ASD Supports the Role of Industry in the U.N. Arms Trade Treaty Process

  • September 12, 2017

Geneva, 12 September 2017 - from the UN Third Conference of States Parties of the United Nations Arms Trade Treaty.

ASD, the Aerospace and Defence Industries Association of Europe, today organised a panel discussion involving industry, civil society and government representatives to discuss the role of industry in the Arms Trade Treaty process. This event built on a long-established engagement by ASD throughout the negotiation and subsequent follow-up to this important international Treaty.

In his opening remarks the President of the Conference, Ambassador Klaus Korhonen of Finland, underlined that since the start of the UN ATT process in 2006, industry has been “very involved in the development work of the ATT”.   

The voluntary and active role of industry is recognised in the Preamble of the Treaty, in particular regarding “raising the awareness of the object and purpose of the ATT and in supporting its implementation”.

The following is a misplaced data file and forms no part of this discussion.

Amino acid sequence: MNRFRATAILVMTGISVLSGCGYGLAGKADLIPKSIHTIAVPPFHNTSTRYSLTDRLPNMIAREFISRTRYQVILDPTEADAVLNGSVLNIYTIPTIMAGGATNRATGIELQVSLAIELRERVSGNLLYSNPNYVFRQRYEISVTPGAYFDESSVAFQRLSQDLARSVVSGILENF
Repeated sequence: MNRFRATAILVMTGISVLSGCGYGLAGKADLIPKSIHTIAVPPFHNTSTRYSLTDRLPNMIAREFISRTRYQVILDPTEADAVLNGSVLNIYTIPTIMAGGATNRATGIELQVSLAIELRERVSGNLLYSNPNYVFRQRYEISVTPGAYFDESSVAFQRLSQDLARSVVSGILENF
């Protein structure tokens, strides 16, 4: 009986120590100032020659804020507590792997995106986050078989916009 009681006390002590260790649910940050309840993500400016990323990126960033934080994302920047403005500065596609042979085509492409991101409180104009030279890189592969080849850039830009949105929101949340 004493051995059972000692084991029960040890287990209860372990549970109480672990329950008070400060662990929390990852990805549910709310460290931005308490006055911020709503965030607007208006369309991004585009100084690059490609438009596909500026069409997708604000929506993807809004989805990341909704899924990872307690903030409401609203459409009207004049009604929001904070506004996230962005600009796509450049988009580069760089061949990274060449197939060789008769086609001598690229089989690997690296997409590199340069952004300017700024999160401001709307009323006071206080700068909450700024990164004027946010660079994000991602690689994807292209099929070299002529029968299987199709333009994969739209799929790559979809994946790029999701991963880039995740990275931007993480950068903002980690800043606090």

There was a unanimous recognition of the important role that industry's expertise can play in developing awareness on the need to implement effective export controls processes and internal compliance programmes. Industry is also uniquely able to reach out to its business partners and customers in other countries, particularly those that are not States Parties to the Treaty. This can benefit the objective of encouraging wider participation in the ATT.

ASD welcomes and encourages this renewed emphasis on the important role of industry and looks forward to working with all stakeholders; including the incoming and future Presidencies of the ATT Conferences.

Measures specifically aimed at preventing the illicit trade or diversion of conventional arms are important in ensuring that legitimate trade not is tarnished in any way, particularly where there is a clear risk that they would be used in ways that would result in serious breaches of international humanitarian and human rights law.

Industry supports the widest possible implementation of the ATT by both exporting and importing countries. There is an important relationship between governments, industry and civil society in doing this.